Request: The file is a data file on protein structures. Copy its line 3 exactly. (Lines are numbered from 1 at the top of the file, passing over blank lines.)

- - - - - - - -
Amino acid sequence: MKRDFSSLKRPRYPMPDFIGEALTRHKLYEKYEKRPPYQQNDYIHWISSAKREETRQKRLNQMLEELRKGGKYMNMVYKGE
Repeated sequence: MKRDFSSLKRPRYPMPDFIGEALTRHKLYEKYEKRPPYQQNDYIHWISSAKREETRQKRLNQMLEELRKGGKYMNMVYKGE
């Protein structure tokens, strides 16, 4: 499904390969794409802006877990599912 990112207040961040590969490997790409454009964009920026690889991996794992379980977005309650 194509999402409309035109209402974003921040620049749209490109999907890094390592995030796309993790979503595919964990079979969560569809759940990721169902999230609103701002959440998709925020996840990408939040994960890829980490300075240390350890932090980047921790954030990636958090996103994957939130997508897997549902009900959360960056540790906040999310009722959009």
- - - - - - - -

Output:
């Protein structure tokens, strides 16, 4: 499904390969794409802006877990599912 990112207040961040590969490997790409454009964009920026690889991996794992379980977005309650 194509999402409309035109209402974003921040620049749209490109999907890094390592995030796309993790979503595919964990079979969560569809759940990721169902999230609103701002959440998709925020996840990408939040994960890829980490300075240390350890932090980047921790954030990636958090996103994957939130997508897997549902009900959360960056540790906040999310009722959009």